Despite various warnings about my Peace Corps service, I imagined waking up a stone’s through from the beach. This the Philippines! And, I’m a Coastal Resource volunteer. I thought my walk to work would be a lazy stroll down a sandy path to a rustic office in a coconut grove. This might be the experience of some volunteers, but not mine.
I live in an “urban barangay”- the poblacion along with a few thousand others. Also in the poblacion are the main elementary and high schools, each with more than 1,500 students, the office of the mayor, the police department, the market, and the fire dept.
I tend to not take a whole lot of pictures during my walk. (I attract more than enough attention as is.) But, I tried to sneakily snap a few pictures to share here. Check it out.
Cats, dogs, and chickens– Many people here in the poblacion own animals. Here, dogs are less “man’s best friend” and more security systems. Cats are a great investment to reduce household pests (mice and lizards). A lot of households also raise poultry, primarily for food. Although roosters are kept tied up or in cages, cats, dogs, and chickens are often wondering the streets.
Bikes, trikes, and jeepneys- We have all forms of transportation passing through the poblacion, from massive trucks to bicycles. The preferred mode is motorbike- but some travel by car. There are three options in public transportation. Within the poblacion, for 6 pesos you can grab a pedicab to peddle you to you destination. For trips within the municipality, it’s best to travel by trike- a motorbike with a side carriage. Creative trike drivers/riders can easily carry more than 10 passengers- the more passengers, the lower the price! Then, of course there are jeepney for travel both within and out of the municipality.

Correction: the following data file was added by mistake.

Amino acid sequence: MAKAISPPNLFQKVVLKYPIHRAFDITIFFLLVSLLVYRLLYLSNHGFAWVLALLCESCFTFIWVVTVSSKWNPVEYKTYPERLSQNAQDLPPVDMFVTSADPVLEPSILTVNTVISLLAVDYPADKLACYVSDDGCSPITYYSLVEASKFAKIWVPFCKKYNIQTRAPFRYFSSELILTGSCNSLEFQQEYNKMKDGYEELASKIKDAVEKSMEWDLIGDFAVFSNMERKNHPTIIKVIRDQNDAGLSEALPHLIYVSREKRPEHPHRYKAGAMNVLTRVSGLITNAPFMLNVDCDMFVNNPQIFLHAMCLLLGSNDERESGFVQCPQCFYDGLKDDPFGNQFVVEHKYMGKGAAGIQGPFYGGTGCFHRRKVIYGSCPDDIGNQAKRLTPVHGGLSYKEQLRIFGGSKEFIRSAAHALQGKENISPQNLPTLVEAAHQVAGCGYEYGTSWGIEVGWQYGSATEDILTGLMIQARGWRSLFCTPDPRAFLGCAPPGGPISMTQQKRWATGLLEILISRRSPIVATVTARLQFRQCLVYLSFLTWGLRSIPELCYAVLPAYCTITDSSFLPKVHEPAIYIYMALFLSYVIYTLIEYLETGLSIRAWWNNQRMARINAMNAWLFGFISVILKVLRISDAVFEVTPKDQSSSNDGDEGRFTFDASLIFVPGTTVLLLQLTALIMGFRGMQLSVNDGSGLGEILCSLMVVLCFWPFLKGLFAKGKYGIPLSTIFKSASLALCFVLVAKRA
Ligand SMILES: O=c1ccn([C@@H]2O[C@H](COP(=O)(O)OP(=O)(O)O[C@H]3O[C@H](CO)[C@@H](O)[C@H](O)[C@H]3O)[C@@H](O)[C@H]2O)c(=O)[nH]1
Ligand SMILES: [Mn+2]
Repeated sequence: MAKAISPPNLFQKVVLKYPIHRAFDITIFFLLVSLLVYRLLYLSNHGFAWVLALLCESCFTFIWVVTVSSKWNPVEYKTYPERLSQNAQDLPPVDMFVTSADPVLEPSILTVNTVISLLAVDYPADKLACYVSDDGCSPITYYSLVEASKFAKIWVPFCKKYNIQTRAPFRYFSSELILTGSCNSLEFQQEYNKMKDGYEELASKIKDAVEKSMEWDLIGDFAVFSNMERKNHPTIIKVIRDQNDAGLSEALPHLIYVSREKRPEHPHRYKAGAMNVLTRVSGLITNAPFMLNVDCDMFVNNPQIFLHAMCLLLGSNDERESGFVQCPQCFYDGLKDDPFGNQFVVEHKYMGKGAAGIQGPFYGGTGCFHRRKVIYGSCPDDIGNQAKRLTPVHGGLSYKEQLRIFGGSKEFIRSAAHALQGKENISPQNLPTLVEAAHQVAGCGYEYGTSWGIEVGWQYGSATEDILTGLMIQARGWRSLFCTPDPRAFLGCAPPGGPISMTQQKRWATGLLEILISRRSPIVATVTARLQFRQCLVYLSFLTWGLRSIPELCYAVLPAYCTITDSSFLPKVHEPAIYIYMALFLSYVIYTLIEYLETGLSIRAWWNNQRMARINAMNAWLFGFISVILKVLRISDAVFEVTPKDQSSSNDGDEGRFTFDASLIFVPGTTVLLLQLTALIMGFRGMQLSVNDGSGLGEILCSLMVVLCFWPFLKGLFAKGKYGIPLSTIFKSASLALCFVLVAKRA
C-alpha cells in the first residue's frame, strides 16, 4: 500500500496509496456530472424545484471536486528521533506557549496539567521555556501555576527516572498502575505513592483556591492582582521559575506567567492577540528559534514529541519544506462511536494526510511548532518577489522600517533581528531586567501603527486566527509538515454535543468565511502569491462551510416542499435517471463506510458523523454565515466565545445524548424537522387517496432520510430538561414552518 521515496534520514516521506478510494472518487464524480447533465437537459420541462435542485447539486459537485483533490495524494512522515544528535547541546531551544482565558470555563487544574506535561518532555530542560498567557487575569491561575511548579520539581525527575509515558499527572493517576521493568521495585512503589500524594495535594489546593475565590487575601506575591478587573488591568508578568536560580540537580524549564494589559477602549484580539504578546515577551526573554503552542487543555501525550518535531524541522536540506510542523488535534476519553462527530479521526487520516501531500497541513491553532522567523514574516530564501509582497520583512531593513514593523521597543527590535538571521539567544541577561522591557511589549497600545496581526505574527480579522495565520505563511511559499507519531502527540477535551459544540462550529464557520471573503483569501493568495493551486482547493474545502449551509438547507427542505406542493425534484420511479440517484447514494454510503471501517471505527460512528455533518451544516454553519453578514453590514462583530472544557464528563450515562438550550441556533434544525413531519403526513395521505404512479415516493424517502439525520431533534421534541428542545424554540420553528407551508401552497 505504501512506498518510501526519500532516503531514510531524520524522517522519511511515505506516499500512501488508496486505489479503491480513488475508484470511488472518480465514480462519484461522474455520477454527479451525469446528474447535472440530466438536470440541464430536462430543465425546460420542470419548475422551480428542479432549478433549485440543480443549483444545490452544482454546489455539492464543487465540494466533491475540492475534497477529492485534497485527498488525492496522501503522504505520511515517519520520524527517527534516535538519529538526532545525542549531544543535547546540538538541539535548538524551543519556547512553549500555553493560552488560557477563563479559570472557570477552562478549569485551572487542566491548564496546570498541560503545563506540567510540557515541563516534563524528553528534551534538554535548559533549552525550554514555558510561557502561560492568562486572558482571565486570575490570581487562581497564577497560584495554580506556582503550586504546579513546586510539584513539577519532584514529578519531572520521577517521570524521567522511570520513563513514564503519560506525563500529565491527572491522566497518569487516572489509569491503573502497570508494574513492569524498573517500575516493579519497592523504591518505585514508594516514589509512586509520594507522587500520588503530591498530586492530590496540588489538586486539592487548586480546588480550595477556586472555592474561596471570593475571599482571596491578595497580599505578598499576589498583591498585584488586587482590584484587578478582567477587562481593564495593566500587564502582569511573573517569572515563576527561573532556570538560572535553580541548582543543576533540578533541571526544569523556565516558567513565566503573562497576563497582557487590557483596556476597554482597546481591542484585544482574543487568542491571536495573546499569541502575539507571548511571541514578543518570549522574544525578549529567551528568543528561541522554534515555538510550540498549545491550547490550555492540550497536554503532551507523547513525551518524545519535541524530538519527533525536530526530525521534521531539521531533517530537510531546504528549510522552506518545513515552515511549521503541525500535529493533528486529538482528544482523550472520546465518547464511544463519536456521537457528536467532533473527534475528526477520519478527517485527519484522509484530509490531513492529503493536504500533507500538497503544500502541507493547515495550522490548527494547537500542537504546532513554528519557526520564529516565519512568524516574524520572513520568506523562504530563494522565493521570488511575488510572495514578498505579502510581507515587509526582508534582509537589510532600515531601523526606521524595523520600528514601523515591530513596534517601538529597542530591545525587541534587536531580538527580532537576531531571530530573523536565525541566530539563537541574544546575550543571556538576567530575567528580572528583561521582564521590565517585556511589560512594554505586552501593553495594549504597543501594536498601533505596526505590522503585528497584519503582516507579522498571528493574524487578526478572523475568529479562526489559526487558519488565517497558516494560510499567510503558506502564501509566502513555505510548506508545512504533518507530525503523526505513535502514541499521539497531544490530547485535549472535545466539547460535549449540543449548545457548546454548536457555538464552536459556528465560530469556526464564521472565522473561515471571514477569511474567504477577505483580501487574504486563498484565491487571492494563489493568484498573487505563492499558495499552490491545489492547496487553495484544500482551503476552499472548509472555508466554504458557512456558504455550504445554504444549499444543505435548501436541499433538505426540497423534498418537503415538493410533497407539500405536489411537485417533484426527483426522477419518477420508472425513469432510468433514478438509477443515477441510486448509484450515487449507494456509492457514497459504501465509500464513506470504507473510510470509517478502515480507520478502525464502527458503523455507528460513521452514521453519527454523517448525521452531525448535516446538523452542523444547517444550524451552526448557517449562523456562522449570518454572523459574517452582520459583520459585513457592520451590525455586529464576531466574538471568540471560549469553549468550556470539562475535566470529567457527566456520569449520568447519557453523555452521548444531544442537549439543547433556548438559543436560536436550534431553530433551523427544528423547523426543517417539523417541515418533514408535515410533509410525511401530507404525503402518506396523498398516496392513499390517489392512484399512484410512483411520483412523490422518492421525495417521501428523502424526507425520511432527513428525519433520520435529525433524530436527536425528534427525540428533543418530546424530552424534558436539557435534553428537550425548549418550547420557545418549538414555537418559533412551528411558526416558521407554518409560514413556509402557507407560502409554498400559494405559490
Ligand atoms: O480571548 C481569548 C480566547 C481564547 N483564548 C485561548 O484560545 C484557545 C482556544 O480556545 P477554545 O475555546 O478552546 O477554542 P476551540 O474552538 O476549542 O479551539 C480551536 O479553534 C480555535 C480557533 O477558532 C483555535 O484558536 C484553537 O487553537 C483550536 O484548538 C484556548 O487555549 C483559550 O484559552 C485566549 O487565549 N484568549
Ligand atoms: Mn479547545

A lot of green– It may be an urban barangay, but there’s still plenty of vegetation. The streets are lined with fruit trees (papaya, coconut, banana, guava, starfruit, and mango to name a few), flowers, and sections of jungle-esque overgrowth.
Sari-saris– These little shops, called sari-saris or literally “variety”, are common throughout the Philippines, especially in more rural barangays. But, here in the poblaction, I still pass a several on my short walk to work. These shops can sell everything from chips and candy to brandy, laundry detergent, and cellphone credit.
Rice– Rice is a pretty big deal here in the Philippines, where most people eat rice (and a lot of it) three meals a day. In my municipality, rice is the second most important crops after coconuts. Although, of course there are no rice paddies in the poblaction, on a hot day during harvest season- tarps of unhulled rice grains line the streets to dry.
Also, there’s a large catholic Church across from the plaza with a statue honoring the national hero- Jose Rizal.
It might not be the beach, but my daily commute is rarely uneventful. After 5 weeks, people are getting used to me. I get less confused stares (still plenty) and more warm greetings. This place is slowly becoming my home away from home.